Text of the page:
Example 1: The Microbial Community of the Human Armpit & the Impact of Deodorant
Our skin is a complex and variable habitat for microbes. While skin is composed of many layers, microbes only inhabit the outer surface on healthy individuals. The skin has factors such as variable temperature, moisture, and lipid content, high salt concentration, keratin (waterproofs the skin), low pH, and antimicrobial peptides that help protect against invasion. Some bacteria, such as Staphylococcus and Streptococcus, have evolved to survive in such an environment and may cause disease if a portal of entry presents itself. The subject of our investigation, the human armpit or axilla, is on the higher end of the warmth and moisture spectrum compared to the rest of the skin, analogous to tropical rainforests as compared to other biomes on Earth.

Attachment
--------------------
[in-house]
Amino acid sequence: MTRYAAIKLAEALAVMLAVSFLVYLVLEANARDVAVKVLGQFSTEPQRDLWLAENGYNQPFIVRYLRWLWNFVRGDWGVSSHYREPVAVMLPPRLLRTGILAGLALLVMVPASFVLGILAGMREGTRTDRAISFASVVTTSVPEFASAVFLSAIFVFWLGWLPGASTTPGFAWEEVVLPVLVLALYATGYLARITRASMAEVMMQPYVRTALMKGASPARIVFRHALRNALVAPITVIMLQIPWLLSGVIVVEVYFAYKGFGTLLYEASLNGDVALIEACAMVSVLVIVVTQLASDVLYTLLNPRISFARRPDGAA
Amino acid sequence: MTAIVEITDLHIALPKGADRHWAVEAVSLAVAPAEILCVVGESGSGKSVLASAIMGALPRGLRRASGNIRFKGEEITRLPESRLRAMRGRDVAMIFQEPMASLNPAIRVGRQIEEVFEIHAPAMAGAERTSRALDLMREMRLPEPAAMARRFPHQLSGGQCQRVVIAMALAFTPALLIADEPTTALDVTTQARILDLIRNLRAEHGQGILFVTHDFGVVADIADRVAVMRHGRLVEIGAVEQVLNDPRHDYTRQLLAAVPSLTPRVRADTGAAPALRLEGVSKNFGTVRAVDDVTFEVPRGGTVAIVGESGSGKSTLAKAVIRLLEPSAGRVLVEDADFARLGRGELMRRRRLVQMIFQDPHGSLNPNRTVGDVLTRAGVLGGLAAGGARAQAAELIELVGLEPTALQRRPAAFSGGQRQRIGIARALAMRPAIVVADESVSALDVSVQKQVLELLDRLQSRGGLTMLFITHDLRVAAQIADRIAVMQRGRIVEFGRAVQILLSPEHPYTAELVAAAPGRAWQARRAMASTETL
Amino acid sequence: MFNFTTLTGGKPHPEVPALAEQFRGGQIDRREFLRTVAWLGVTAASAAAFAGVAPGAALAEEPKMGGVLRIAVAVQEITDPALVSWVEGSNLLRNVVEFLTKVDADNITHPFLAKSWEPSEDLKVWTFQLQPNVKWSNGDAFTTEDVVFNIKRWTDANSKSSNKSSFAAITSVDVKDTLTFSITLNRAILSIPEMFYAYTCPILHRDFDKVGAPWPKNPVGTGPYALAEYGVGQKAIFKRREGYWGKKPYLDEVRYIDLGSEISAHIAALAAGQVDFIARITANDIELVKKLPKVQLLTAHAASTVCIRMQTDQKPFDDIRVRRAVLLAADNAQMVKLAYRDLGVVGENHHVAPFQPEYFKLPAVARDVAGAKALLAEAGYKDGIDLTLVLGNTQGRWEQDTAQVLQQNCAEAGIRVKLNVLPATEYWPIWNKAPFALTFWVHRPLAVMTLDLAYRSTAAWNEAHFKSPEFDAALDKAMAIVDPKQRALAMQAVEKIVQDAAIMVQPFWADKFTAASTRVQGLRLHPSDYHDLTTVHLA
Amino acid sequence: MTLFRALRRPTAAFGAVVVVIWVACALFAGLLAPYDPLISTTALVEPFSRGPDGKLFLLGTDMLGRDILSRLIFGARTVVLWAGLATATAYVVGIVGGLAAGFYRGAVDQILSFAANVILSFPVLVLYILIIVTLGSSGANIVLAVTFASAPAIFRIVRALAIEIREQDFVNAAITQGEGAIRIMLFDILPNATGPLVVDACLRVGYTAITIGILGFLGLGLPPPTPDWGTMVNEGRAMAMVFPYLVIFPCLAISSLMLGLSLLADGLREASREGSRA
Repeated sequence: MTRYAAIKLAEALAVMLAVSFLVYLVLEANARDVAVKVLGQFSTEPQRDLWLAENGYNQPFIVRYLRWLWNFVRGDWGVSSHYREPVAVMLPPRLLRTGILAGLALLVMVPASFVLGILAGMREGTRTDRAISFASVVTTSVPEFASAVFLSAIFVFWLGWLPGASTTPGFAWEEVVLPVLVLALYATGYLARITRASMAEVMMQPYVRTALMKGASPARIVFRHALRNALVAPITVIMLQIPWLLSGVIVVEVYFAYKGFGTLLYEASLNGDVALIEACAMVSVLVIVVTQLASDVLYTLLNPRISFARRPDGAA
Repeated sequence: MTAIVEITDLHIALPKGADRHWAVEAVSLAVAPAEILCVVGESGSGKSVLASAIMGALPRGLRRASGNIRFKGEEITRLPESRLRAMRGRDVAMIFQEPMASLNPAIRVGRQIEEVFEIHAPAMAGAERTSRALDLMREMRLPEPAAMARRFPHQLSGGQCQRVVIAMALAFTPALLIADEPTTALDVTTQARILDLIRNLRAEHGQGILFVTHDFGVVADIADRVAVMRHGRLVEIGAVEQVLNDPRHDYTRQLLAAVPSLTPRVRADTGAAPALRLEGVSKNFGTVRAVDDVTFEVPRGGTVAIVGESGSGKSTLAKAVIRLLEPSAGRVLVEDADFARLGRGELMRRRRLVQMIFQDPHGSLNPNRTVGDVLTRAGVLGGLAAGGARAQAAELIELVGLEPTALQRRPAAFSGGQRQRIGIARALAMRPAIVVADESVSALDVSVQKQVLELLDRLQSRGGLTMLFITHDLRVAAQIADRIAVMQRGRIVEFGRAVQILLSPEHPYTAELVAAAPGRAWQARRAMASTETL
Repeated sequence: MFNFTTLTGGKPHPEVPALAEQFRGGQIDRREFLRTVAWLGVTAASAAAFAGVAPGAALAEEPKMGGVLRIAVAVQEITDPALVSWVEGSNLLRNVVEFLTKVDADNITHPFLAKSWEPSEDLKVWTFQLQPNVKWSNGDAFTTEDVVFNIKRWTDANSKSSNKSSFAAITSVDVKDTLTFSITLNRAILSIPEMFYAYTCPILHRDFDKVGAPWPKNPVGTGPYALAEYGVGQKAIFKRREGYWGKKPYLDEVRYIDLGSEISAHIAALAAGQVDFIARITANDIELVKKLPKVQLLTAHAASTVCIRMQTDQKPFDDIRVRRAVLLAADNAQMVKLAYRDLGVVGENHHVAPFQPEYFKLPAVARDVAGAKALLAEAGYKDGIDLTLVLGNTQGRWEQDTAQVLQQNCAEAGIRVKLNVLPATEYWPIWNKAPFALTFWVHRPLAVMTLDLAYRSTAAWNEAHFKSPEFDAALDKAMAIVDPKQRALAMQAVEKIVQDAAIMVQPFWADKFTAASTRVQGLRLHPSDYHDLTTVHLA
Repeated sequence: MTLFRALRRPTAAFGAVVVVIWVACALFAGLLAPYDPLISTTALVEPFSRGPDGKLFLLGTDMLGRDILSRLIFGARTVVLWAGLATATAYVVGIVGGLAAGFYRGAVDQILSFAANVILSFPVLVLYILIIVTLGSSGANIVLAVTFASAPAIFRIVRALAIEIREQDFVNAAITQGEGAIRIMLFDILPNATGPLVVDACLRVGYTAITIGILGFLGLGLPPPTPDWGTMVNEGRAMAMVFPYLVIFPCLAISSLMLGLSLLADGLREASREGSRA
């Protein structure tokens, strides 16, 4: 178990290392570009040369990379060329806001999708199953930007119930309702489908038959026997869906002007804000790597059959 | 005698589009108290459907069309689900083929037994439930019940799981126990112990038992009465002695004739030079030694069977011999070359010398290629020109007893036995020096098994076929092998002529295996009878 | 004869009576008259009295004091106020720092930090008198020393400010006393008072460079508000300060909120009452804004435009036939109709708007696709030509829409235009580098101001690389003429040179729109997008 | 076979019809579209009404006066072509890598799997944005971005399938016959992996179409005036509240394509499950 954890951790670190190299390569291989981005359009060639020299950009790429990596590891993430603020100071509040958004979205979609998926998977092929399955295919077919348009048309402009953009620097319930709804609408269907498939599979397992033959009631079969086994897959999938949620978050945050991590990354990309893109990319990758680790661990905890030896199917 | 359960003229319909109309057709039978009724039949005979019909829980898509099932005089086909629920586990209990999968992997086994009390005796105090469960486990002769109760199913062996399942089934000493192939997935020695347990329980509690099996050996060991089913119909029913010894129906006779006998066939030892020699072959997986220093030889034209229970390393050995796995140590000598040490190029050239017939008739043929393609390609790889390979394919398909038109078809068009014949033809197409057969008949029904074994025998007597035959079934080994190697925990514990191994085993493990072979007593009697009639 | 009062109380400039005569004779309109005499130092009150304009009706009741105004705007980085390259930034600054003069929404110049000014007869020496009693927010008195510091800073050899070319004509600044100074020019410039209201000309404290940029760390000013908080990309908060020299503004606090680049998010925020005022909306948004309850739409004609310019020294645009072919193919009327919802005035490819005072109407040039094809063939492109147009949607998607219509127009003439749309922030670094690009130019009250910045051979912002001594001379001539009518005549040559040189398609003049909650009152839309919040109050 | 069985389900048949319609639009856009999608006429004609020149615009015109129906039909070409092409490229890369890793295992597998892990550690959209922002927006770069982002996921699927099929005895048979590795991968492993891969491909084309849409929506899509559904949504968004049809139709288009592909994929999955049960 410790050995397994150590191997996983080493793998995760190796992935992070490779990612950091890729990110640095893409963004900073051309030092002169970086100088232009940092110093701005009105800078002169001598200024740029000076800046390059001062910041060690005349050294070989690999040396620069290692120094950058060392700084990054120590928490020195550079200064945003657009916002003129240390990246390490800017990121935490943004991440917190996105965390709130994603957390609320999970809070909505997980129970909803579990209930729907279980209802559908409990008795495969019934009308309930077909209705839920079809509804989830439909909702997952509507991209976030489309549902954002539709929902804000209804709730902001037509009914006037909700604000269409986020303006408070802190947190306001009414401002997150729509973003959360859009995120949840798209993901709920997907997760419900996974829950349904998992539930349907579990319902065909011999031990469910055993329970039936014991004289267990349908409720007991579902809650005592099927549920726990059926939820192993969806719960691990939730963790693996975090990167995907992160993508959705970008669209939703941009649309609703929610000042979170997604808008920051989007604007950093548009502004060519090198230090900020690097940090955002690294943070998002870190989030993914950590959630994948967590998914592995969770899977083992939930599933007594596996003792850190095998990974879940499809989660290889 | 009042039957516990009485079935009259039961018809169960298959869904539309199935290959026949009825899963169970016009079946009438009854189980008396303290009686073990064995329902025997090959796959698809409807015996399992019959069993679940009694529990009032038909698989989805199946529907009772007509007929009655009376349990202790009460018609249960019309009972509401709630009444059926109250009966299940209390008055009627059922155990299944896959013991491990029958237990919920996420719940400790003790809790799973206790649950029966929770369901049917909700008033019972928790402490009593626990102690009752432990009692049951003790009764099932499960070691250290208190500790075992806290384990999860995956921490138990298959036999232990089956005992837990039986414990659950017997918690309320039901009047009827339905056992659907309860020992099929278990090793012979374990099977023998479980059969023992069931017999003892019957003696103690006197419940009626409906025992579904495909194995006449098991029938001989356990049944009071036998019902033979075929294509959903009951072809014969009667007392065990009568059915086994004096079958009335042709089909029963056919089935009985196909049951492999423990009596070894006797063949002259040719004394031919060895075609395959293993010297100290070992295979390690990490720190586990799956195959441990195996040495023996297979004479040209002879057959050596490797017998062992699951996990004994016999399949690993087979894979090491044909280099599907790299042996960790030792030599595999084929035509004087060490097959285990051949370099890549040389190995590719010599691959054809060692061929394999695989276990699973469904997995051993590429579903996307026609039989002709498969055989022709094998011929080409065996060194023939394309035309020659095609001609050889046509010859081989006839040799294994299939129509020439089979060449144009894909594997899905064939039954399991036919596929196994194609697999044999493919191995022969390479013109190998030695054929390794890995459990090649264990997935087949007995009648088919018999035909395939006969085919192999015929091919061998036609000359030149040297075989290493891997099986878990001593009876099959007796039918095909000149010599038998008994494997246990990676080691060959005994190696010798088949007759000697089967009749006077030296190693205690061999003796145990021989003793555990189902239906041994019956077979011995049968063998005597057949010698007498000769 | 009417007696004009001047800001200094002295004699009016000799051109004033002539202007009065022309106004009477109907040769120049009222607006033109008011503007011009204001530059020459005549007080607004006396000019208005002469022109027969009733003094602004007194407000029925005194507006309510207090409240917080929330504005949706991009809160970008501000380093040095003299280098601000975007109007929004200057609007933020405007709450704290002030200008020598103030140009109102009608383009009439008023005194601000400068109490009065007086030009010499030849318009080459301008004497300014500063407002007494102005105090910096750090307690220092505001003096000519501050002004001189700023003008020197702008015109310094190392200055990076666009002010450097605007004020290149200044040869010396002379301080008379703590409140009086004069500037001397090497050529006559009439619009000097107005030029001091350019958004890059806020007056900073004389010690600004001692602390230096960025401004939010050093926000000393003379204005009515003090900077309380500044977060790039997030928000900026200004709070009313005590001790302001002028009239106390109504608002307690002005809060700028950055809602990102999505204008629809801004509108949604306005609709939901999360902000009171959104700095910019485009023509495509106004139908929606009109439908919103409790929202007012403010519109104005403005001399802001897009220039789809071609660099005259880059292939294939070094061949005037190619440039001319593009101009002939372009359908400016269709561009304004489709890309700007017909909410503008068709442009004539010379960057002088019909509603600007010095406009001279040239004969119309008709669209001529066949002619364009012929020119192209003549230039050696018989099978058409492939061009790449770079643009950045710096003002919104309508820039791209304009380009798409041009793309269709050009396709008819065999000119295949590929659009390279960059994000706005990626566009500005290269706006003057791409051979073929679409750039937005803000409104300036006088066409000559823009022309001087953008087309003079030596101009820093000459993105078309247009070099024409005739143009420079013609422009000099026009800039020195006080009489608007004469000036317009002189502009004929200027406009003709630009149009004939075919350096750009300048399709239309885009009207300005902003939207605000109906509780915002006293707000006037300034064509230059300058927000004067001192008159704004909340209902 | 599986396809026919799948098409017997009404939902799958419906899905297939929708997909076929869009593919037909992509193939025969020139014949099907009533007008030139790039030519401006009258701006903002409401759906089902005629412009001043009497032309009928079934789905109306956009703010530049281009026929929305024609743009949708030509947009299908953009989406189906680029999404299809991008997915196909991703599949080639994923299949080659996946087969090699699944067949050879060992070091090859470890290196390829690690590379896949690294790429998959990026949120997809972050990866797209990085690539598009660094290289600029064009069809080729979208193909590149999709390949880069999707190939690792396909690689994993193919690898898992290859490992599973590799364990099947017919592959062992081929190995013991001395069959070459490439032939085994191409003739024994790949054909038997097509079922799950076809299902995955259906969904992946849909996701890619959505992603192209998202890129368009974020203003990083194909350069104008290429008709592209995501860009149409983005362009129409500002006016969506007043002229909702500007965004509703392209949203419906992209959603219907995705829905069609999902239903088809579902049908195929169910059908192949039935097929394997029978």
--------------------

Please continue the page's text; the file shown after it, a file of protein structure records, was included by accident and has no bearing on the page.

Our study volunteer was a 50-year-old male in good health who had not taken antibiotics for several months. The axilla were washed with water only for 10 days (no soap) prior to sampling. No deodorant was applied to the left axilla during that time, while deodorant was applied to the right axilla. The deodorant used contained propylene glycol as the potential active ingredient. At the end of 10 days, each axilla was rubbed with sterile swabs wetted with sterile 0.9% NaCl. The swabs were vortexed in 1 ml 0.9% NaCl to knock off bacteria, the cells pelleted, and total metagenomic DNA isolated. 16S rRNA gene sequences were amplified from each metagenomic DNA sample and subjected to next generation DNA sequencing. Your students can now analyze the sequence data to determine who lives on the surface of the human armpit and the impact of one type of deodorant on that microbial community.